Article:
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CLG bENITA on transition from CSGO, Opportunities for Women in Valorant, and more

Aashir Ahmed 2021-06-07 03:37:11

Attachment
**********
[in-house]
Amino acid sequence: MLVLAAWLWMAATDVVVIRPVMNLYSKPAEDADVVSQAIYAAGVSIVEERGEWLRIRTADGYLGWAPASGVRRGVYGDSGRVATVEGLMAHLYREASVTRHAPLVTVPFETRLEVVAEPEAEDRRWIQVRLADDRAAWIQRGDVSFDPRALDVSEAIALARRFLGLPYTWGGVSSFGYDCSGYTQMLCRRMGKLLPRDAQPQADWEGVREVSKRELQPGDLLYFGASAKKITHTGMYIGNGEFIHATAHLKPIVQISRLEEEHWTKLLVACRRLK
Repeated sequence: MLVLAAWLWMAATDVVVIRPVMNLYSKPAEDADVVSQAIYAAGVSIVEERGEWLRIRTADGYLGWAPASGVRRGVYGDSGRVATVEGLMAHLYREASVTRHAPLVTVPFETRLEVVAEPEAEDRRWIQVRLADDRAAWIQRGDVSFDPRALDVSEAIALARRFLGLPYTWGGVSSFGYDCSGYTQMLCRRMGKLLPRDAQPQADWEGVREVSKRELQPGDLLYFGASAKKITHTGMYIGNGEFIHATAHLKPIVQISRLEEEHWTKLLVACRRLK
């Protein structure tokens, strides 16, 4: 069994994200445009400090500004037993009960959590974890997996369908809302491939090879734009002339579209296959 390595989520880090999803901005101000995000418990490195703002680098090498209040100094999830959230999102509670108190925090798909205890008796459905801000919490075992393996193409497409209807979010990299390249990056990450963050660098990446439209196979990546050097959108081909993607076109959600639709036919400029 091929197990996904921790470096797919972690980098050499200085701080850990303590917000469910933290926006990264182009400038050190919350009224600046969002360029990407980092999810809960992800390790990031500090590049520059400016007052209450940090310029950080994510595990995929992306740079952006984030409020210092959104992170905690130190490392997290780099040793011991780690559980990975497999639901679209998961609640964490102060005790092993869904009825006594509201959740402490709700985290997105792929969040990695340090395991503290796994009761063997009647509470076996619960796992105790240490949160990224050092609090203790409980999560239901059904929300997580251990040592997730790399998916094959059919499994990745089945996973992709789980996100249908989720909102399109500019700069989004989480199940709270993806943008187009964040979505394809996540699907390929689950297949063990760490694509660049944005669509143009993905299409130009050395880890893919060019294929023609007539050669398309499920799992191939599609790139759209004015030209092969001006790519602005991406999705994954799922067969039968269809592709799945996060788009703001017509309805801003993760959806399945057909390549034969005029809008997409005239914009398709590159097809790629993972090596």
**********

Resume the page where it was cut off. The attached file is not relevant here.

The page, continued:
Benita "bENITA" Novshadian sat down with Esports Heaven for a chat where she discussed her daily schedule, transition to Valorant, opportunities for women in CS:GO and Valorant, as well her role in CLG Red and future plans for the roster. Benita also shared her thoughts on Tournament finally shifting to LANs, like the recently concluded Masters Reykjavik, instead of being online. Thank you for taking the time to give us an interview, Benita. To start off, can you guide us through a normal day in your life, including any activities that you do besides steaming? Hi! Well. I usually wake up somewhere between 10-11 AM and no that the pandemic is slowly coming to an end, I’ve been starting to go to the gym again. I try to go a minimum of 3 times a week. By the time I finish and get home to eat, it’s usually time to practice. We practice anywhere between 4-6 hours a day. Usually, after practice, I’m still online either watching VODs, playing ranked, and/or thinking of new things to try on Valorant. When I’m done with Valorant for the day, it’s usually closer to midnight so I get ready for bed and try to spend the remainder of the night with my fiance. On the days we don’t have practice, I usually just spend the day with my fiance. I love to go shopping and/or out to eat & drink. What were the motivating factors in your retirement from CS:GO, and shift to Valorant? Was the transition easy or did you encounter challenges and if so, how did you overcome them? I had many challenges with the idea of leaving CS:GO because Counter-Strike was my life since I was 9, but I just knew this was what I needed to do. It was the chapter I needed to close in my life to be able to grow. I’ve had the most amazing experiences from CS, traveled to many places I’d probably never have the opportunity to visit, met my fiancé from CS:GO and I’ll always cherish all those experiences but in Valorant, I see what Riot is doing for female competitors and this is the big picture for me. I want to continue to inspire others, and to be the best competitor one could be.  As you have been in the competitive esports scene for a considerably long time, starting from early CS:GO days and now to Valorant, how has the professional scene changed in terms of opportunities available for women? I started in 2003 which was CS 1.6 before CS:GO. Back then we only had 1 tournament a year and it was the most exciting time for the women's community. ESWC was a tournament held in Paris every year and it was the most prestigious tournament considering it was one of the only women's tournaments that had a decent prize pool and the only chance to compete against other countries. Comparing that period to now, the female scene in CS:GO and Valorant has tremendously improved in terms of opportunities to compete. In CS, we went from one prestigious tournament a year to about 3-4 which is just amazing. In Valorant, we have Riot who has already done such incredible work for marginalized genders. The female community in Valorant has seen the largest attendance when it comes to signing up for qualifiers and tournaments as well as viewers for these tournaments on Twitch. Benita, you have been in the competitive scene since its infancy, what are your thoughts on its current state as well as its overall growth from the past year? Well to be honest I’m just so happy and blessed to be a part of it since the beginning and watching it grow to what it is today. The growth is just beyond what I thought it would ever be. There are so many ways that this bubble has grown when it comes to money, sponsorships, and opportunity but I always stuck around because competing and trying to become one of the best competitors is my passion.  Since you’re signed with CLG Red, how much collaboration and camaraderie do you have with the rest of the organization especially since the roaster is relatively new? I am a founding member of CLG RED. In 2015 when we were picked up, I was young, shy, and introverted and I just remember thinking that this is finally it & my goals were coming to a full circle. In 2020, the talks of CLG picking up a Valorant team was up in the air for a very long time. I helped the organization by picking the players, building the team, and learning about the female market in comparison to CS:GO.